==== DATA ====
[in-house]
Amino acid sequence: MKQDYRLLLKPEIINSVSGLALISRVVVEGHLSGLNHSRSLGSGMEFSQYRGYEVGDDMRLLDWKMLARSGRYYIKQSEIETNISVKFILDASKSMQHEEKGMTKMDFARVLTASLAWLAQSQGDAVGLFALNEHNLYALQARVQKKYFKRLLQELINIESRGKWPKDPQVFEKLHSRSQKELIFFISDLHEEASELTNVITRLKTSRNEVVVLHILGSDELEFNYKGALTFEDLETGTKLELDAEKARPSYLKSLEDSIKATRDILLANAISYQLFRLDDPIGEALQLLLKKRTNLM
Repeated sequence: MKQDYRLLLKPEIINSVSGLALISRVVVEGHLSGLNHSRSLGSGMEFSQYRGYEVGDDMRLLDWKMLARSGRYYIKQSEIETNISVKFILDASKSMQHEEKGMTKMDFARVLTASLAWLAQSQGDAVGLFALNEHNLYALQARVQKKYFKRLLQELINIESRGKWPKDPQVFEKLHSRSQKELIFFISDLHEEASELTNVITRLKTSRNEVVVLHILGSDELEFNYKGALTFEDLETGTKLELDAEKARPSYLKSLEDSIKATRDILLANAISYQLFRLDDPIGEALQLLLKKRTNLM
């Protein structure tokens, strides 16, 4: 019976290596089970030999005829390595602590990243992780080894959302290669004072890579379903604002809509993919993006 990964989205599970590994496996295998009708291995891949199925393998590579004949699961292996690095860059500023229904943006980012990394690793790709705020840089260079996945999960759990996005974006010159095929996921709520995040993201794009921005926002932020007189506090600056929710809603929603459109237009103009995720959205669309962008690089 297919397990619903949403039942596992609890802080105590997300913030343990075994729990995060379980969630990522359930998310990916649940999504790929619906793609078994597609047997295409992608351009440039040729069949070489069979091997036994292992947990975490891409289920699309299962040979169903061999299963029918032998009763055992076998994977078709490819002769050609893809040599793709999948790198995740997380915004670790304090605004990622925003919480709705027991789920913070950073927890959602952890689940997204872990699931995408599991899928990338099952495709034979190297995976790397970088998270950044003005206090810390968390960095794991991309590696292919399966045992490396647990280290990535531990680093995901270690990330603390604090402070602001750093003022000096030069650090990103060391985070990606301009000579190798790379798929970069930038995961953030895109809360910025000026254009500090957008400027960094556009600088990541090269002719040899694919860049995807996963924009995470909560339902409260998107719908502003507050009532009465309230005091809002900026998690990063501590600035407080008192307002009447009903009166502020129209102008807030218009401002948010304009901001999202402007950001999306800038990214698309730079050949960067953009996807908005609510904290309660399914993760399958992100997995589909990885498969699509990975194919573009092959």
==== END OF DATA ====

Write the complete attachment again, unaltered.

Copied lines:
[in-house]
Amino acid sequence: MKQDYRLLLKPEIINSVSGLALISRVVVEGHLSGLNHSRSLGSGMEFSQYRGYEVGDDMRLLDWKMLARSGRYYIKQSEIETNISVKFILDASKSMQHEEKGMTKMDFARVLTASLAWLAQSQGDAVGLFALNEHNLYALQARVQKKYFKRLLQELINIESRGKWPKDPQVFEKLHSRSQKELIFFISDLHEEASELTNVITRLKTSRNEVVVLHILGSDELEFNYKGALTFEDLETGTKLELDAEKARPSYLKSLEDSIKATRDILLANAISYQLFRLDDPIGEALQLLLKKRTNLM
Repeated sequence: MKQDYRLLLKPEIINSVSGLALISRVVVEGHLSGLNHSRSLGSGMEFSQYRGYEVGDDMRLLDWKMLARSGRYYIKQSEIETNISVKFILDASKSMQHEEKGMTKMDFARVLTASLAWLAQSQGDAVGLFALNEHNLYALQARVQKKYFKRLLQELINIESRGKWPKDPQVFEKLHSRSQKELIFFISDLHEEASELTNVITRLKTSRNEVVVLHILGSDELEFNYKGALTFEDLETGTKLELDAEKARPSYLKSLEDSIKATRDILLANAISYQLFRLDDPIGEALQLLLKKRTNLM
């Protein structure tokens, strides 16, 4: 019976290596089970030999005829390595602590990243992780080894959302290669004072890579379903604002809509993919993006 990964989205599970590994496996295998009708291995891949199925393998590579004949699961292996690095860059500023229904943006980012990394690793790709705020840089260079996945999960759990996005974006010159095929996921709520995040993201794009921005926002932020007189506090600056929710809603929603459109237009103009995720959205669309962008690089 297919397990619903949403039942596992609890802080105590997300913030343990075994729990995060379980969630990522359930998310990916649940999504790929619906793609078994597609047997295409992608351009440039040729069949070489069979091997036994292992947990975490891409289920699309299962040979169903061999299963029918032998009763055992076998994977078709490819002769050609893809040599793709999948790198995740997380915004670790304090605004990622925003919480709705027991789920913070950073927890959602952890689940997204872990699931995408599991899928990338099952495709034979190297995976790397970088998270950044003005206090810390968390960095794991991309590696292919399966045992490396647990280290990535531990680093995901270690990330603390604090402070602001750093003022000096030069650090990103060391985070990606301009000579190798790379798929970069930038995961953030895109809360910025000026254009500090957008400027960094556009600088990541090269002719040899694919860049995807996963924009995470909560339902409260998107719908502003507050009532009465309230005091809002900026998690990063501590600035407080008192307002009447009903009166502020129209102008807030218009401002948010304009901001999202402007950001999306800038990214698309730079050949960067953009996807908005609510904290309660399914993760399958992100997995589909990885498969699509990975194919573009092959």